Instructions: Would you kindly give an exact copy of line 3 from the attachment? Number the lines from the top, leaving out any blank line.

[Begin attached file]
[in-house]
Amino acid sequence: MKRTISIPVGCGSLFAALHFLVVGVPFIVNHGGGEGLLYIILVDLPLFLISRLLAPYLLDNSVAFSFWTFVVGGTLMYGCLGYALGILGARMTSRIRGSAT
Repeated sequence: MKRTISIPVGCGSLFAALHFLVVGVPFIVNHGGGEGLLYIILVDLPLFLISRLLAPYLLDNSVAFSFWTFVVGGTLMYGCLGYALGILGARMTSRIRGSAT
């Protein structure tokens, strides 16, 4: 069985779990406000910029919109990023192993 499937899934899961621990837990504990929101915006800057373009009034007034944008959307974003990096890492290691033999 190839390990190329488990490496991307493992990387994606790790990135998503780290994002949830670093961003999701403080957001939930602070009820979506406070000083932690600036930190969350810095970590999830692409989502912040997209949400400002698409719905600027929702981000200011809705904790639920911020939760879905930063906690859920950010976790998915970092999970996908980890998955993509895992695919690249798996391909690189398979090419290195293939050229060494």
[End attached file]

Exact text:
Repeated sequence: MKRTISIPVGCGSLFAALHFLVVGVPFIVNHGGGEGLLYIILVDLPLFLISRLLAPYLLDNSVAFSFWTFVVGGTLMYGCLGYALGILGARMTSRIRGSAT